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So You Want My Job: Whitewater Rafting Guide

Posted By Brett On April 22, 2009 @ 2:55 pm In Money & Career,So You Want My Job | 29 Comments

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Today we return to our So You Want My Job [1] series, in which we interview men who are employed in desirable man jobs and ask them about the reality of their work and for advice on how men can live their dream.

For this installment, we interviewed Joe Cope. Joe, a good friend of AoM contributor Chris Hutcheson and a member of the Art of Manliness Community [2], works as both a chemist and a whitewater rafting guide. While his job as a chemist pays the bills, his true love is whitewater rafting. Whether you’re a college student looking for a summer job, or a 9-5 career man, Joe proves you can always make room in your life for what you’re passionate about. We appreciate him sharing his love for his job with AoM’s readers.

1. Tell us a little about yourself (Where are you from? Where did you go to school? How old are you? Describe your job and how long you’ve been at it, ect).

I am from a small town right in the middle of Cincinnati and Dayton, Ohio, appropriately named Middletown. I was born and raised there until I moved away for college to go to Lee University in Cleveland, Tennessee, where I still live. I am 24 years old and out of school now. I have been a whitewater rafting guide on the upper and middle Ocoee River in Ocoee, TN for three summers now, and I absolutely can’t wait for summer #4. Basically, I take multiple trips (up to three on the middle section only, up to two combined upper/middle trips) on the weekends only, due to my full-time job. The river runs Thursday through Monday (the rafting weekend is Tuesday and Wednesday). I just try to give people the most aggressive, intense ride they can handle, while keeping them safe, of course.

2. You are a whitewater rafting guide in the summer; what do you do during the rest of the year? What do your fellow guides do?

Before I graduated, of course, I was just a college student and could raft full-time in the summer. However, since I graduated, I needed a “real” job to pay the bills, etc. I am a chemist at Schering-Plough Consumer Health Care. We are a pharmaceutical company that manufactures quite a few over-the-counter products (Coppertone Sunscreens, Afrin nose sprays, Dr. Scholls products, etc.) Most of my rafting friends are actually teachers during the rest of the year, so their schedules work out that they can raft full-time in the summer. And honestly, I may go that route eventually. A lot of other fellow guides are still students, and I believe the rest of them fall into the category of the next question… As a side note, I’m trying to become a full-time firefighter and that would open up a lot more rafting time too.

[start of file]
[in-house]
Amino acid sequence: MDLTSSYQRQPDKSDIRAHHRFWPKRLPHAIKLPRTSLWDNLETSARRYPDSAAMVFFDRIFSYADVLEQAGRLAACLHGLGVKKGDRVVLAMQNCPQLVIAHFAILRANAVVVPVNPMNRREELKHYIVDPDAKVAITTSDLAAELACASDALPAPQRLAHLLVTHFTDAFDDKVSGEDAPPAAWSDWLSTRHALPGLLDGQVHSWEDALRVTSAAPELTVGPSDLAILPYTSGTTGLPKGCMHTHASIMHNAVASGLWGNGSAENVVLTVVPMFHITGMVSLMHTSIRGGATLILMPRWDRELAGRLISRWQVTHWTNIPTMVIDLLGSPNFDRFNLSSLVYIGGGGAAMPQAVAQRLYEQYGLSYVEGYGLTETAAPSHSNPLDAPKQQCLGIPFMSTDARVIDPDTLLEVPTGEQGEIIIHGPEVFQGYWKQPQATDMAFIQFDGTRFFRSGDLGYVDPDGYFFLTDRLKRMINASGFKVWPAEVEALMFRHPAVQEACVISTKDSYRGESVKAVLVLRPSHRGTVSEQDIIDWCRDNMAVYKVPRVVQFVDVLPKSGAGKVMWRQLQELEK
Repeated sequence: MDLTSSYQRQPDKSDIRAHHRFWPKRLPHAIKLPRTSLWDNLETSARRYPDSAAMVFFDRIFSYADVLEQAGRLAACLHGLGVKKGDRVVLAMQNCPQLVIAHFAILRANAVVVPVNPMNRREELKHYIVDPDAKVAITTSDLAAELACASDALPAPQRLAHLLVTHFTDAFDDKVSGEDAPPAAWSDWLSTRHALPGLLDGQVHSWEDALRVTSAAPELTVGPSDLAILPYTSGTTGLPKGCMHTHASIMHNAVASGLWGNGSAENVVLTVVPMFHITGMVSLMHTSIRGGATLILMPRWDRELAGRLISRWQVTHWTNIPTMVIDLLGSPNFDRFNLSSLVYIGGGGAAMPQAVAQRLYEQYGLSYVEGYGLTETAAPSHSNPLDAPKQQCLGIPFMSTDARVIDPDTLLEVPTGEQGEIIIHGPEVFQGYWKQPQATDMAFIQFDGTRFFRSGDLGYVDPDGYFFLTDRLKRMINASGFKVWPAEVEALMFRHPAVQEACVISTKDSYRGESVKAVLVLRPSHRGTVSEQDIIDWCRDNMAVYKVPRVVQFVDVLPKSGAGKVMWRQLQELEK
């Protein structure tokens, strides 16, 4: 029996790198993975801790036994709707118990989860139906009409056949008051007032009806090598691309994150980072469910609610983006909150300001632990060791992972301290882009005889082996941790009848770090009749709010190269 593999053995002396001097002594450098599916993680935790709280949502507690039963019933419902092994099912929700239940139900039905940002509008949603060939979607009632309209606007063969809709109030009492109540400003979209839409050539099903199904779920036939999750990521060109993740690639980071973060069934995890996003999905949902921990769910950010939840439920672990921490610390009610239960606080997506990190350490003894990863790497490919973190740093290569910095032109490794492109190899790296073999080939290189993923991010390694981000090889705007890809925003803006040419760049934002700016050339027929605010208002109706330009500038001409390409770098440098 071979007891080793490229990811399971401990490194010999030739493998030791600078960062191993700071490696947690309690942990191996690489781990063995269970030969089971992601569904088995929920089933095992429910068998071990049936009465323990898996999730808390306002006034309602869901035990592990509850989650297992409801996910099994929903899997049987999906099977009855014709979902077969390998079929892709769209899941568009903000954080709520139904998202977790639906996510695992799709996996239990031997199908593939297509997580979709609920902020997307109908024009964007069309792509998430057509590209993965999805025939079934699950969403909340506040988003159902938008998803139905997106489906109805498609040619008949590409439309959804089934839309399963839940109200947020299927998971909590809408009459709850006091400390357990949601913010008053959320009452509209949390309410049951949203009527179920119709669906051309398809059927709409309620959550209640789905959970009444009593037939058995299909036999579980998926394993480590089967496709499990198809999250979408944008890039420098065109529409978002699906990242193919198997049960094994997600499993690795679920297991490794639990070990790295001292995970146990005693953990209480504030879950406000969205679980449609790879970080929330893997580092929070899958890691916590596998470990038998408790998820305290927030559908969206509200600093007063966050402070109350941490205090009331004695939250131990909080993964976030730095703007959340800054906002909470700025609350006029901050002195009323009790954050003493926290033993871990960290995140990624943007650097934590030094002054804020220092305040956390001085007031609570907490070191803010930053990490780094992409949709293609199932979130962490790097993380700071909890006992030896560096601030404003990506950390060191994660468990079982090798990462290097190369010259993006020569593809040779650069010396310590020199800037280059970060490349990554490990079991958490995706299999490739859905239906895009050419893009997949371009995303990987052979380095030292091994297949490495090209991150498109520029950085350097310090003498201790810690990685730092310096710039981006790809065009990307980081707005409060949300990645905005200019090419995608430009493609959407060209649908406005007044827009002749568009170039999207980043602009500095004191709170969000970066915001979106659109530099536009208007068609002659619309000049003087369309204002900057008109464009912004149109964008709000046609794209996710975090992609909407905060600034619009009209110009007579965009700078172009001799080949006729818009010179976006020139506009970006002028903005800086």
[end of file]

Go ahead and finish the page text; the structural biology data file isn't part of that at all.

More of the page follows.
3. Is it possible to parlay a job as a whitewater rafting guide into some kind of year-round career?

The Ocoee River is dam-controlled, operated by the Tennessee Valley Authority (TVA), and they have a set schedule that the river runs, so in the offseason (November – March), the river is basically a trickling stream, with the exception of a few unscheduled releases. Many “career” guides (I guess you could say) will move to a ski resort and give ski lessons every year, some find odd jobs to do, such as handiwork, personal training, etc. Our outpost has a marina on the lake where we are located, so some of us have worked for the marina in the off season doing general maintenance and repairs, etc.

4. Is being a whitewater rafting guide a strictly young man’s job? Or are there older guys who do it too?

Ha. You may be surprised at the amount of older fellows (and women) that still guide. There are quite a few grisly old men still out there, and I plan on being one of them. I always say that as long as I live in the area and my body permits me, I will work on that beautiful river. Also, there are quite a few female guides as well. We have a few working for our company, and I would argue strongly that they are some of the best guides on the river, guy or girl.

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5. Why did you want to be a whitewater rafting guide? When did you know that it was what you wanted to do?

To be honest, I lived down here for three full years before I even KNEW I could become a guide. My very good friend (and now kayaking buddy, I took that up too), Kent, had been a guide for about 10 years at the time, asked me, my girlfriend, and her sister (who is now married to Kent) if we wanted to be whitewater rafting guides. We said “heck yes!” and started training that spring. It took a while to learn the river, but once I did, it felt like I had done it my whole life. That’s when I knew that the Ocoee River was my home, or I guess more of a retreat. When I’m out there, I’m in a state of flow. Even a bad day on the river is better than a good day in most other places. I realized this about halfway through my first summer. That’s when I knew.